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Our Rack: Cooking for Picasso; Mother-Nanny Relations

What’s on ‘Our Rack’:


“97 Orchard: An Edible History of Five Immigrant Families in One New York Tenement” (Smithsonian) by Jane Ziegelman looks at the eating habits of five immigrant families living in New York’s Lower East Side between 1863 and 1935. Relying on census date, cookbooks from the era and newspaper clippings, Ziegelman chronicles the lives of the families — who are Irish, Italian, German, Russian Jews and German Jews — and how their respective cuisines evolved in their new homeland.

Harper Perennial has put out a new edition of “The Alice B. Toklas Cookbook,” which was first issued in 1954. Toklas, most famously the companion of Gertrude Stein, wrote this cookbook in a casual narrative style and includes sections like “Dishes for Artists” and “Food in French Homes.” Stein and Toklas were part of France’s vibrant expat scene, which provided Toklas a chance to cook for friends such as Ernest Hemmingway, Pablo Picasso and Thornton Wilder.

In “After the Girls Club: How Teenaged Holocaust Survivors Built New Lives in America” (Lexington Books), women’s studies professor Carole Bell Ford has pieced together the life stories of a small group of orphaned teenagers who relocated to Brooklyn after surviving the Holocaust.

In “No Place Like Home: A Memoir in 39 Apartments,” (Crown) award-winning playwright Brooke Berman chronicles her life in New York, from her time as a bright-eyed 18 year-old, new to the city, and her subsequent yearnings for success, love, and better real estate. Berman’s writing is direct and funny, and looks at what it means to belong, to feel at home.

“Everything Is Going to Be Great: An Underfunded and Overexposed European Grand Tour,” (Harper Perennial), a new memoir by writer and performer Rachel Shukert, recounts her days traveling through Europe in her twenties. Moving through Vienna, Amsterdam, and Zurich, Shukert describes with humor the hi-jinks and debauchery that paved her way to adulthood.

In Sloane Crosley’s new collection of essays, “How Did You Get This Number?” (Riverhead), she writes about topics such as traveling abroad on her own, dealing with an anorexic and kleptomaniacal roommate, and attending a wedding in Alaska. Crosley writes with humor and ease as we witness her let go of the illusions she held in her 20s, and move into the more humble territory of 30.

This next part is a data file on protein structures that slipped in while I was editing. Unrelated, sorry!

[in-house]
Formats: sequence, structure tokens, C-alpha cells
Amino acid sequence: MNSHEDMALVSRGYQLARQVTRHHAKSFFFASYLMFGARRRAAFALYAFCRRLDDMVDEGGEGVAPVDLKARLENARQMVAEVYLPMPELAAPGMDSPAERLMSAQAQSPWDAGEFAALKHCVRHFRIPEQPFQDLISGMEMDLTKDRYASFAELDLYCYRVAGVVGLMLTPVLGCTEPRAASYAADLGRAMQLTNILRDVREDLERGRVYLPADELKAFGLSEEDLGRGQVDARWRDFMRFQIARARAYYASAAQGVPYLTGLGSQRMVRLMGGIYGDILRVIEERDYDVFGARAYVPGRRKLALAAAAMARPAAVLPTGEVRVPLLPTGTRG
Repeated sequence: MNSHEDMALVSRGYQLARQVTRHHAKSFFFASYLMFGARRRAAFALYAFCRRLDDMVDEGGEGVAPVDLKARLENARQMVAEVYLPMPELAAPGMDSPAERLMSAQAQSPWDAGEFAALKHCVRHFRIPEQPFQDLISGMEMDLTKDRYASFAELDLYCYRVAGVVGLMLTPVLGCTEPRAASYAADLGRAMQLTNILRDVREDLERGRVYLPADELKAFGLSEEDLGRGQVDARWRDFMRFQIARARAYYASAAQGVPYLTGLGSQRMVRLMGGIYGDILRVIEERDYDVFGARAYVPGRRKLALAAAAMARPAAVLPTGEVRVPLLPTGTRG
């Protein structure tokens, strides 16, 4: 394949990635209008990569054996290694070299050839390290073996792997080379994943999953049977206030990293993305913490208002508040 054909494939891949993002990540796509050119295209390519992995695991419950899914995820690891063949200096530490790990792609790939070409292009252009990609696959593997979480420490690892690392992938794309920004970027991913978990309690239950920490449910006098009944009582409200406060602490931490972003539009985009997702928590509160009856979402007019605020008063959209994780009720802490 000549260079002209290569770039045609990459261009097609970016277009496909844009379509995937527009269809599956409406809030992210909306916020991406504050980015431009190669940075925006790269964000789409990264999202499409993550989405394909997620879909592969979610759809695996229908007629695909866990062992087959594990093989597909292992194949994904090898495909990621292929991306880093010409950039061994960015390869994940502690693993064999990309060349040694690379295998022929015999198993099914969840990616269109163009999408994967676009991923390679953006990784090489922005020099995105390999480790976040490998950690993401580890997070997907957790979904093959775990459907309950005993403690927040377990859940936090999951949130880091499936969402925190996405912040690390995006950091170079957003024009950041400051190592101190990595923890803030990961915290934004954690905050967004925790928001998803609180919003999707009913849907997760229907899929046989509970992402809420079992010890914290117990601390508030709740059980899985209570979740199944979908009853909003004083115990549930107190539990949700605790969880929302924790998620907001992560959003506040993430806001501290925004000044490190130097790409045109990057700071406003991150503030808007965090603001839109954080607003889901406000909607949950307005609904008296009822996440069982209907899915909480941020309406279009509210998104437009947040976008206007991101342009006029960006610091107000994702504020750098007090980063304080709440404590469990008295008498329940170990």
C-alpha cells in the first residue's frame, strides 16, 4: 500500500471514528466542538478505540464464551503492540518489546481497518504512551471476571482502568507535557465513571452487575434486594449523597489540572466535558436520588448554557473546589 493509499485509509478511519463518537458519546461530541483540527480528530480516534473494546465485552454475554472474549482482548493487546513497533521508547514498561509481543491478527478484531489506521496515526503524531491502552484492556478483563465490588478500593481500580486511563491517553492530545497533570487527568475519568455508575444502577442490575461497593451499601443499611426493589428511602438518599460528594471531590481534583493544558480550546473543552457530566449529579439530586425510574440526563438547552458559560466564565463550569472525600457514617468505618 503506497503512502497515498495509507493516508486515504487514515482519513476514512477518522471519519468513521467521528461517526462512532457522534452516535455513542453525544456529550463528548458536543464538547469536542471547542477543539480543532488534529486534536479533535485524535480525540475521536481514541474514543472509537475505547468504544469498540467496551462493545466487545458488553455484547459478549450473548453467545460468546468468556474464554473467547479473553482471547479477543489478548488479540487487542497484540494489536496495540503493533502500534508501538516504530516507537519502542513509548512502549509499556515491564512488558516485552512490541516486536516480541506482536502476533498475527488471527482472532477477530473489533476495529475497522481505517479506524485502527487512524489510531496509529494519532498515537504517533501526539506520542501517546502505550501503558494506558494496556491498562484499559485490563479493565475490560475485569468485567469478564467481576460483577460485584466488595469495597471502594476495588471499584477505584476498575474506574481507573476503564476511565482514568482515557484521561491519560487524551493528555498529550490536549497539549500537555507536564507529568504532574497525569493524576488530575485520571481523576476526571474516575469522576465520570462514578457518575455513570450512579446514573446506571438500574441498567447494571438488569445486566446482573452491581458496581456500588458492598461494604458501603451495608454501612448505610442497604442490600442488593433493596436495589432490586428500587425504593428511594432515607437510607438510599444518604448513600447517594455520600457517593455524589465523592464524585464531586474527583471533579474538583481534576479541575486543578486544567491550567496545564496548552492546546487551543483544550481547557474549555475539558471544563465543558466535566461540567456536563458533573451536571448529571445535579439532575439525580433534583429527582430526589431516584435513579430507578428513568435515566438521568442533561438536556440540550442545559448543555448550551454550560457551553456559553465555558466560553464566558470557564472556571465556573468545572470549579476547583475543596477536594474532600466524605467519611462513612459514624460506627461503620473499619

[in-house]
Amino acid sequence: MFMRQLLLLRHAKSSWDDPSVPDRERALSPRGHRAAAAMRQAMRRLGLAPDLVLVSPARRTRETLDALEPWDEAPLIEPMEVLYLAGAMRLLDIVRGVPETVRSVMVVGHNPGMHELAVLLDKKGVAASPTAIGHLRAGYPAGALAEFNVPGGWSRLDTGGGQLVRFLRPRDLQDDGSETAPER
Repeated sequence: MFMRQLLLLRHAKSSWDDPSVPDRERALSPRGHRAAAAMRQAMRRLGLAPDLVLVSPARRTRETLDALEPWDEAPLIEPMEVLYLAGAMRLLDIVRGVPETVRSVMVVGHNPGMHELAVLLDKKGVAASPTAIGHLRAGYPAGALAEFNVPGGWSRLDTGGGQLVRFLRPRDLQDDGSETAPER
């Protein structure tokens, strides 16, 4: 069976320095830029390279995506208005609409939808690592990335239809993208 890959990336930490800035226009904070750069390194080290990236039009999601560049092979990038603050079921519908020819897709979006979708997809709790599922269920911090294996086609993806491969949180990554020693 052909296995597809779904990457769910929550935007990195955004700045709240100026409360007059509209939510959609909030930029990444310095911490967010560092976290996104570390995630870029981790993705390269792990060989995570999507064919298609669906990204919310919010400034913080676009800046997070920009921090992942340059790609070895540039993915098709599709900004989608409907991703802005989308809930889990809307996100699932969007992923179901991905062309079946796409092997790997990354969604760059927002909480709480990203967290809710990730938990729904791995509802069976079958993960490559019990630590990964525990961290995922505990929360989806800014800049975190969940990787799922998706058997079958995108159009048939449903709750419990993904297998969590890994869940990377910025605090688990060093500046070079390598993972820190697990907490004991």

Save the Assistants, a popular blog dedicated to the glory and horror of assistant life, has now been expanded to a book by former Jewcy editor Lilit Marcus. “Save the Assistants: A Guide to Surviving and Thriving in the Workplace” (Hyperion) has advice on how to navigate office politics, as well as horror stories and celebrity assistant gossip that will likely put in perspective the work lives of many young assistants.


Allegra Goodman tells the story of two sisters — one a successful businesswoman, and the other a philosophy student in “The Cookbook Collector” (Dial Press). Through storylines that deal with the stock market, environmentalism, book-collecting and technology, Goodman looks the ways that we create meaning in our lives and trust in our relationships.

“Red Hook Road,” (Doubleday) Ayelet Waldman’s new novel — read The Sisterhood’s Q&A with Waldman here — begins with the son of Jane Hewin, a taciturn cleaning woman, marrying the daughter of her employers. Set in a small town in Maine, the book follows the Copakens, a wealthy Jewish family from New York who come to the town yearly for vacation, and the Hewins, a hardscrabble local family, as they form an unlikely bond in the wake of a tragedy.

In E.M. Broner’s “The Red Squad” (Anchor), Anka Pappas discovers that during the 1960s, she and her fellow English graduate students were under surveillance for anti-war activities. Pappas recalls the time with her colleagues — a motley group that includes a friend that disappeared, another one that was obsessed with Israel, and a former priest — as she tries to figure out who among them was the rat. The book takes a good look at the idealism of the time, and the way it shaped individual lives.

“My Hollywood” (Knopf), Mona Simpson’s new novel, tells the stories of Claire, a composer and new mother who relocates to Santa Monica, and Lola, the middle-aged Filipina woman Claire hires to help take care of her son. Their stories appear in alternating chapters, working together to deliver both tender and wry insights about parenthood, marriage, and the role of nannies in the lives of upper-middle class women.

In “Fly Away Home,” (Atria) Jennifer Weiner’s latest novel, Sylvie Serfer, who dropped 20 pounds and straightened her hair to become Sylvie Serfer Woodruff, a politicians wife, must deal with the fallout when her husband publicly admits to an extramarital affair. Sylvie finds refuge in her daughters, Lizzia, a recovering addict, and Diana, a doctor stuck in a dull marriage.

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